A presidential advisory panel issued a report that makes the case for expanding access to arts education in schools, arguing that the arts hold great potential to bolster student engagement and academic achievement. At the same time, the report laments that, if anything, the current trend is toward the erosion of the arts on campus.
The report gives special attention to the practice of arts integration, where subjects such as math, science, and language arts are integrated with teaching arts disciplines. (I wrote about how dance was used for that purpose last fall, including an example in Maryland where dance and science were brought together in elementary classrooms.)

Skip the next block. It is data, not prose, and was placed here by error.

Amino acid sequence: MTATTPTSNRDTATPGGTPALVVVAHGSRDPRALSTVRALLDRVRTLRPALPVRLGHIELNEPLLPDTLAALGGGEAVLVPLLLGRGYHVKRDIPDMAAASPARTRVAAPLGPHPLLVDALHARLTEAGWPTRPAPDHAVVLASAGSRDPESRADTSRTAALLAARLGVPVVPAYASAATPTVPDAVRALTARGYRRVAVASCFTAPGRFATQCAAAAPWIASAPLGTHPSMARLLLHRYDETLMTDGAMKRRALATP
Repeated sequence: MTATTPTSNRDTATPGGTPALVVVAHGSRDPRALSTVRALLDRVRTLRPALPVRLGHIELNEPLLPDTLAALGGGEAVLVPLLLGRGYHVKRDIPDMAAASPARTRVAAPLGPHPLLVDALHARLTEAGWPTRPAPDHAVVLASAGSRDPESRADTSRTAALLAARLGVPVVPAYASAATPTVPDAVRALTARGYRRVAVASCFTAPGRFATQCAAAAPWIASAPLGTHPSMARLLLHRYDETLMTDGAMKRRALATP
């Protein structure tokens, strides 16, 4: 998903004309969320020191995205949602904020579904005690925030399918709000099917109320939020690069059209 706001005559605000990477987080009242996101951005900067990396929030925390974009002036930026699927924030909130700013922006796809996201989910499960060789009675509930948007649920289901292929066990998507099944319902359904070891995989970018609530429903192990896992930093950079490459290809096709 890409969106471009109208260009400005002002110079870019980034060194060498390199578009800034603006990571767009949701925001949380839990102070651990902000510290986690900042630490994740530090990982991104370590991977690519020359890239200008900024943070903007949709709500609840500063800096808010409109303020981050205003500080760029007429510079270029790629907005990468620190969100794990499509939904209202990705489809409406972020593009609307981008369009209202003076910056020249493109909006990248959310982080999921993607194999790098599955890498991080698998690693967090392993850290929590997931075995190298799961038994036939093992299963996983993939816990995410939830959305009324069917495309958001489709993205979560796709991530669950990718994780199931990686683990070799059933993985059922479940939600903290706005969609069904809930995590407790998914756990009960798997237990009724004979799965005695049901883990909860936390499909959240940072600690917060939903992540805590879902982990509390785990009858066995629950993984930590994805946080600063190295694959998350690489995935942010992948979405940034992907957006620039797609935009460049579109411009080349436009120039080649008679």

Decades of research show strong and consistent links between high-quality arts education and a wide range of impressive educational outcomes,” it says. “This is true even though, as in most areas where learning is complex, the research base does not yet establish causal proof. Arts integration models, the practice of teaching across classroom subjects in tandem with the arts, have been yielding some particularly promising results in school reform and closing the achievement gap.”
And yet, the committee laments that arts education appears to be losing ground in schools.
“At the same time, due to budget constraints and emphasis on the subjects of high stakes testing, arts instruction in schools is on a downward trend,” the report says. “Just when they need it most, the classroom tasks and tools that could best reach and inspire these students-art, music, movement, and performing-are less available to them.”